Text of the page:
Lavender fields forever
I for one am fascinated by the ever-evolving dynamics of gender identity. Being a human being is quite unlike being an NFL fan – it is possible for one person to encompass aspects of male and female and everything in be- tween, whereas it is not feasible to like both the Broncos and the Raiders in the same lifetime.
Sure, I get confused by the proper grammar behind they/them/their as an individual’s pronouns. (Do they prefer a singular verb, for instance, or doesn’t they?) But I have also learned to explore the expression of my own inner being with curiosity and openness. I, like Whitman, contain multitudes. Perhaps I can also embrace the divine feminine and the divine genderless and the divine all-gender too, no matter where I grow hair on my body.
These were fun thought experiments. Then I went to a lavender farm and realized, nope, I’m just a guy.
Now I am not saying that flowers are inherently not-guy things. I’m just saying that lavender is inherently a not-guy thing.
Other flowers are more fluid. Take roses. A ticking time-bomb of a rose rests at the center of Beauty and the Beast, a princess movie targeted directly at the mothers who need Disney to watch their children for an hour and a half. But roses are also the emblem of the Rose Bowl, an annual sporting event participated in by dozens of 18- to 23-year-old males. And have you smelled the locker room at the Rose Bowl? I haven’t either, but it would likely benefit from some actual roses.
At least that’s what non-guys might advise. Guys have largely had their olfactory nerves singed to the nubs by their own bedrooms and other EPA-regulated environments. The only times we intentionally isolate and utilize our sniffers is to take a whiff of something certain to be foul, like an expired jug of milk or an unidentified substance that our dogs rolled in. We don’t sit around and have candle-smelling parties, and we don’t buy essential oils, and we are careful only to use the word “aromatherapy” sardonically.
Yet my sisters and I took my mother to a lavender farm for a landmark birthday celebration. I like the color purple. In my explorations of self, I even acquired a purple T-shirt. I’m also fond of violet. The lavender farm, however, carried the pale-purple motif to an extreme that would make Sesame Street muppets say, “You know what else starts with the letter P? Pump the brakes, please.”
But it’s not the color that’s so not-guy about the lavender farm. And it’s not the farm part, even though, in lieu of tractors, they had golf carts. I don’t know what it is. So I took it upon myself to study the people at this farm as an anthropologist. All the people who did not present themselves as guys floated through the ground in a gentle, euphoric high. And us guys – sons and husbands, all resigned to our tethered fates – resisted making eye contact or conversation with each other. In this way, it was a lot like standing at the public urinal, only with a pervasive smell we found mildly offensive.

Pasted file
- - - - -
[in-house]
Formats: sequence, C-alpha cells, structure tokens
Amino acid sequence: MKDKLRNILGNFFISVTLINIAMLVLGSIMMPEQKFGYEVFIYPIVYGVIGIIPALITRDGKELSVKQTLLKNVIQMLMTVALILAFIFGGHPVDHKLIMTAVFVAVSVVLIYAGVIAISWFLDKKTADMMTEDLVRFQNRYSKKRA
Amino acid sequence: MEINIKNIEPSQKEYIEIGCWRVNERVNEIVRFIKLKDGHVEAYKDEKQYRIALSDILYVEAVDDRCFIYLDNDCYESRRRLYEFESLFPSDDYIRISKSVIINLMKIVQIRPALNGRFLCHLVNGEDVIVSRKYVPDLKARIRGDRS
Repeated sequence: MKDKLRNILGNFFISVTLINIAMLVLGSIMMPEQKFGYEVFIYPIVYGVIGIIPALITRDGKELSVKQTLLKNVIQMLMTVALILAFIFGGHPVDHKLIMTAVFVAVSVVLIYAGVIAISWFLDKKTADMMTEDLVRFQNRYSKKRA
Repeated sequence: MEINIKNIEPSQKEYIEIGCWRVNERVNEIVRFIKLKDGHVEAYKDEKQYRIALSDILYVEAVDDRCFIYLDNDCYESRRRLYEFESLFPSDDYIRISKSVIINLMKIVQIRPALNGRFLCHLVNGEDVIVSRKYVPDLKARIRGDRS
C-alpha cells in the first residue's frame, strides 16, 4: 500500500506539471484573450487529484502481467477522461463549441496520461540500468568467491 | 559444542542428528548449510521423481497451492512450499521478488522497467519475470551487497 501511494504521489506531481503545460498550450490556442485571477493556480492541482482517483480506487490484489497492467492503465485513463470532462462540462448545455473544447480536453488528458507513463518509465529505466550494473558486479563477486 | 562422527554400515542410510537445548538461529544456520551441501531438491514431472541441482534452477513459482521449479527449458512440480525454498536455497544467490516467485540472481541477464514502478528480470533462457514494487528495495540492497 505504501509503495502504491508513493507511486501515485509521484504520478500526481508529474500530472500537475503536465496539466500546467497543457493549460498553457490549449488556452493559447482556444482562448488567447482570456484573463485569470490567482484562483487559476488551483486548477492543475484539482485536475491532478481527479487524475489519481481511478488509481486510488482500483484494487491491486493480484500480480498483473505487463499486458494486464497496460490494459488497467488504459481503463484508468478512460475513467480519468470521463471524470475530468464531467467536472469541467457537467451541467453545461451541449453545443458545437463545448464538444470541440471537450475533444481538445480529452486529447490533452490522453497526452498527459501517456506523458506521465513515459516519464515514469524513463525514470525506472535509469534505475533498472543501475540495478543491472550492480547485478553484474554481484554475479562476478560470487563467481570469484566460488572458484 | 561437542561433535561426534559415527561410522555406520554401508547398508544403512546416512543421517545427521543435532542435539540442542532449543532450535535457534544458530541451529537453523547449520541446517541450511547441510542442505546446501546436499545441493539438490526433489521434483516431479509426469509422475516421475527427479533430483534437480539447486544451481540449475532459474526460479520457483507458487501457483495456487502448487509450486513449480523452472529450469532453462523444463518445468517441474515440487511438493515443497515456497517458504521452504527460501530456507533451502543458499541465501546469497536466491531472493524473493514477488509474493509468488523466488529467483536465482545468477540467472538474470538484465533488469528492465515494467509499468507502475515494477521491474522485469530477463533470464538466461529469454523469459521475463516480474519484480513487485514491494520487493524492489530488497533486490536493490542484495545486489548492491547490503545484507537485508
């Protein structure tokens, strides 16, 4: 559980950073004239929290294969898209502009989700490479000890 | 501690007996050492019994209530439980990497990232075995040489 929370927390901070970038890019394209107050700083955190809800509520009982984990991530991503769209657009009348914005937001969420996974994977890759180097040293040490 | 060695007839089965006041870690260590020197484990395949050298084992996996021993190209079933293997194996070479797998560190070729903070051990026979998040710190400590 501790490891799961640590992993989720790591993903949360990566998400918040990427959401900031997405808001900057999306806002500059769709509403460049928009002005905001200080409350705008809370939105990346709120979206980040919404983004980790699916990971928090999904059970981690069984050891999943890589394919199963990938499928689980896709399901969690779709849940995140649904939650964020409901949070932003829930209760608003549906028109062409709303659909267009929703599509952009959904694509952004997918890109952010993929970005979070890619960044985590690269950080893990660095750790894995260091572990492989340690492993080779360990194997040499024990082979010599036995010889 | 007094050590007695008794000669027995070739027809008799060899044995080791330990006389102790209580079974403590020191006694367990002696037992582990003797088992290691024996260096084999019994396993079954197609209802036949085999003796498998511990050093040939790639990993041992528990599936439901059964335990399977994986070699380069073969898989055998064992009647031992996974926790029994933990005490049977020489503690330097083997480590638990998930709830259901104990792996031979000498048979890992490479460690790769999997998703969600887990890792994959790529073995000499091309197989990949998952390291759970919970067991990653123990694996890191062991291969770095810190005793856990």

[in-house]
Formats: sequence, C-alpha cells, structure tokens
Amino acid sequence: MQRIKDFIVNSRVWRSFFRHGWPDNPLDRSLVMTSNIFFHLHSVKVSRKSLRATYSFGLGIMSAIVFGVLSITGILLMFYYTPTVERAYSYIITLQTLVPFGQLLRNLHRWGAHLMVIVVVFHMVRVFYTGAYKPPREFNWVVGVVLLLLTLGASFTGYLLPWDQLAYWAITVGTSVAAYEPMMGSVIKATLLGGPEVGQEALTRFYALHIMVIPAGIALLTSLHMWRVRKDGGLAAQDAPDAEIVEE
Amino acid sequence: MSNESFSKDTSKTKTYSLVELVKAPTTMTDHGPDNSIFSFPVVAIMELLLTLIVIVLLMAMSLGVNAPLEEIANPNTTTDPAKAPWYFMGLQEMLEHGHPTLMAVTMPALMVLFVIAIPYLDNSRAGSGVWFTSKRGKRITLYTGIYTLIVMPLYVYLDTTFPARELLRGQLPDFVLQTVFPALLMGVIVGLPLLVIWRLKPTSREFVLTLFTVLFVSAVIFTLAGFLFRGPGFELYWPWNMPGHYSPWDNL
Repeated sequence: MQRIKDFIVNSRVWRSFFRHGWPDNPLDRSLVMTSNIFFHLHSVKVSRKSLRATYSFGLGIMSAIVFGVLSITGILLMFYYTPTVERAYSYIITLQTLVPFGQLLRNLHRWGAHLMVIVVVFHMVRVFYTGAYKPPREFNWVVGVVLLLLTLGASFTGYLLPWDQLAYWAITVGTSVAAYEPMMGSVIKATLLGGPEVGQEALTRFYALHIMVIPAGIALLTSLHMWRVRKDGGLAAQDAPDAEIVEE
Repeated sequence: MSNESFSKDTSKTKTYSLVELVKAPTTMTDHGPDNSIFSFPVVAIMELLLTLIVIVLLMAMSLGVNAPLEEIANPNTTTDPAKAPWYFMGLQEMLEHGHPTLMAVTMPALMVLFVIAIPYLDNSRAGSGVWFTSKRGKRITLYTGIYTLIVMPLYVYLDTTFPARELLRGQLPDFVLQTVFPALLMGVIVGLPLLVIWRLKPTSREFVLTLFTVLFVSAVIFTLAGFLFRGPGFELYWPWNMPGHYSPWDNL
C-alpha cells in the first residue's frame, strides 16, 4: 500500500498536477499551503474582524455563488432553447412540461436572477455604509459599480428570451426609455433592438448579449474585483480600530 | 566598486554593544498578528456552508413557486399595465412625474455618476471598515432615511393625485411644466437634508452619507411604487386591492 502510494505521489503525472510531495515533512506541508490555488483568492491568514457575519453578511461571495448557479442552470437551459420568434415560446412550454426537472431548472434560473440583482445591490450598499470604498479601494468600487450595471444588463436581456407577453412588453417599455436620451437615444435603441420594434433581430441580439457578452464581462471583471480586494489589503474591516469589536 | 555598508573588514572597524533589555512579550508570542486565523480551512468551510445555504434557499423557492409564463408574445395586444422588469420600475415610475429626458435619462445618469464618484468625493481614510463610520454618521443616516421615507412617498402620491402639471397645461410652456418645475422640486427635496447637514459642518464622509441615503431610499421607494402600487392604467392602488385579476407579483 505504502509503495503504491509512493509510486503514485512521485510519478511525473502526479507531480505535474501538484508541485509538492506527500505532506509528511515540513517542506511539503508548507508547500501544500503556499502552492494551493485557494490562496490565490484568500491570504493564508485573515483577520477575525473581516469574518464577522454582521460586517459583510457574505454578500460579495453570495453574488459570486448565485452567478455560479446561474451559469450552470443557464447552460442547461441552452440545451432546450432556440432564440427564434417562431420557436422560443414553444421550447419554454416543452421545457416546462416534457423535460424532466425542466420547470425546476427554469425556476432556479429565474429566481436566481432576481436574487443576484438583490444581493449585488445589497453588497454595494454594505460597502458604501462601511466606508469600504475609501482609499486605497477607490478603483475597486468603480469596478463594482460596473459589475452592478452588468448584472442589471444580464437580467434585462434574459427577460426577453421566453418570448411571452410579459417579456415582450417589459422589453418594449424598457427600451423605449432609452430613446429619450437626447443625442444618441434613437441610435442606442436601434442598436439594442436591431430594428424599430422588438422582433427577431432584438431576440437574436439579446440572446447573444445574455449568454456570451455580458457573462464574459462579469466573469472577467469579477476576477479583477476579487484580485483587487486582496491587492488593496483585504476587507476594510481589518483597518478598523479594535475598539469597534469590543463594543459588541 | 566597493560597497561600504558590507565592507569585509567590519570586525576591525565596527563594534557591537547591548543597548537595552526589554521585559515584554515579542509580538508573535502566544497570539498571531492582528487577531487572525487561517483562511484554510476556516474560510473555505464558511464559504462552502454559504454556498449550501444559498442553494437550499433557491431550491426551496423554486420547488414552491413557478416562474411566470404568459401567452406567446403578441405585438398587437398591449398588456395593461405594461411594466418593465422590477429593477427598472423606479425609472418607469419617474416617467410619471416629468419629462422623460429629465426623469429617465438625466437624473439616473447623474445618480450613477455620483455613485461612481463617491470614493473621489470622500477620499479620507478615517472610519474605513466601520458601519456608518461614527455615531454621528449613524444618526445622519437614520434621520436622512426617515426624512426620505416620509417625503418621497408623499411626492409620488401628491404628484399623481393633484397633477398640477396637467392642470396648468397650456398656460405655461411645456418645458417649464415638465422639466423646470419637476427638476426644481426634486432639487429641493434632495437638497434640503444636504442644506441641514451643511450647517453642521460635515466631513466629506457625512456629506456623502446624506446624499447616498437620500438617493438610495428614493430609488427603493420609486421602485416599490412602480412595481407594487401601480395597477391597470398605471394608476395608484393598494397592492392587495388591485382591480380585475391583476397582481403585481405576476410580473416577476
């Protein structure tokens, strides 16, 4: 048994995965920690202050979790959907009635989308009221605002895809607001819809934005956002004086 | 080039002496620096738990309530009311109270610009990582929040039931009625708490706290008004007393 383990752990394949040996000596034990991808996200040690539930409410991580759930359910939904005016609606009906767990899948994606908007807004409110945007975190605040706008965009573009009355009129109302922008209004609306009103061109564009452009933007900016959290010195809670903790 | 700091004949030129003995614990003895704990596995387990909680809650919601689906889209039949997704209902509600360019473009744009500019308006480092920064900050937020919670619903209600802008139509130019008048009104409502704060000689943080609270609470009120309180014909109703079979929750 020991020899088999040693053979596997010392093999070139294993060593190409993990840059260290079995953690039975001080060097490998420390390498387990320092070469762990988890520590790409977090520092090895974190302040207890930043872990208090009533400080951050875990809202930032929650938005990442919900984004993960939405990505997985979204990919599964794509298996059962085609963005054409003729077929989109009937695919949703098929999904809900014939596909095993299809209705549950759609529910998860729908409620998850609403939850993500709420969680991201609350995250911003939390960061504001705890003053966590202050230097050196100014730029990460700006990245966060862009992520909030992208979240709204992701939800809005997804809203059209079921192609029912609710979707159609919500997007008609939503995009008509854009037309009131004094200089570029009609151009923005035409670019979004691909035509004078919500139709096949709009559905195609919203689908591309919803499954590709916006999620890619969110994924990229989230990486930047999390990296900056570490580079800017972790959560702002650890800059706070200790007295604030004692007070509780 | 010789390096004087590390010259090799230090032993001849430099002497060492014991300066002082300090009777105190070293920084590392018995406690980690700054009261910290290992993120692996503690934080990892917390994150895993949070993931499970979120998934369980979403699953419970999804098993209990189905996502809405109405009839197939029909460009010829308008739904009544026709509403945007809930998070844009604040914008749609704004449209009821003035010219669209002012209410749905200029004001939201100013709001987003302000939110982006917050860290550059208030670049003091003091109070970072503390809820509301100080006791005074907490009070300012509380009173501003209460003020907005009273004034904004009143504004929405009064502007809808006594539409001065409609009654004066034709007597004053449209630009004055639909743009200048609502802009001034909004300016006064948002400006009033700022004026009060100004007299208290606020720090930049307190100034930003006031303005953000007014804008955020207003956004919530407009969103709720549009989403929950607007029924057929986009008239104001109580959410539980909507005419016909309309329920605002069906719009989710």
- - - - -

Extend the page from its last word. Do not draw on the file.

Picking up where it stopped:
We guys get accustomed to smells, like septic seepage and armpit odor, and we stop noticing them. But lavender’s scent is like a car alarm at 3 a.m. We can’t tune it out. It crests on us in waves. Even in the cafe?, where we think we can finally get a bite to eat, every item is baked or steeped in lavender.
This was too much. The non-guys lingered over their lavender scones and their lavender teas and made no signs of ever going home again. And the guys? The guys all cracked.
I could see it. Two guys at a nearby table fidgeted with their cameras, clutching tenderly to some shred of technology made of metal and plastic, eager to go shoot some rocks or carcasses or anything but more lavender more lavender more lavender. And the man at the other table, buried under his impotence in this situation, burst out so loudly in the middle of his conversation that the entire patio heard him exclaim, “Cuban anal!” Then he quietly returned to his meaningless existence.
As far as I know, us guys all made it out alive. And no one has heard from the non-guys in weeks. They are probably still there, roaming the fields, clipping their own sprigs, dining on cake and testing every lotion sampler in a 3-mile radius. And I am left to contemplate my multitudinous. Can I truly embrace the diversity of my existence if I cannot stand lavender? I don’t know, but it’s a good question for my aromatherapist.
- Nothing to fear but fur
- By David Feela
When I resided in the country, dogs often rushed down their driveways to meet me as I bicycled past, growling, barking and having themselves a canine tantrum, objecting to my presence on the road.
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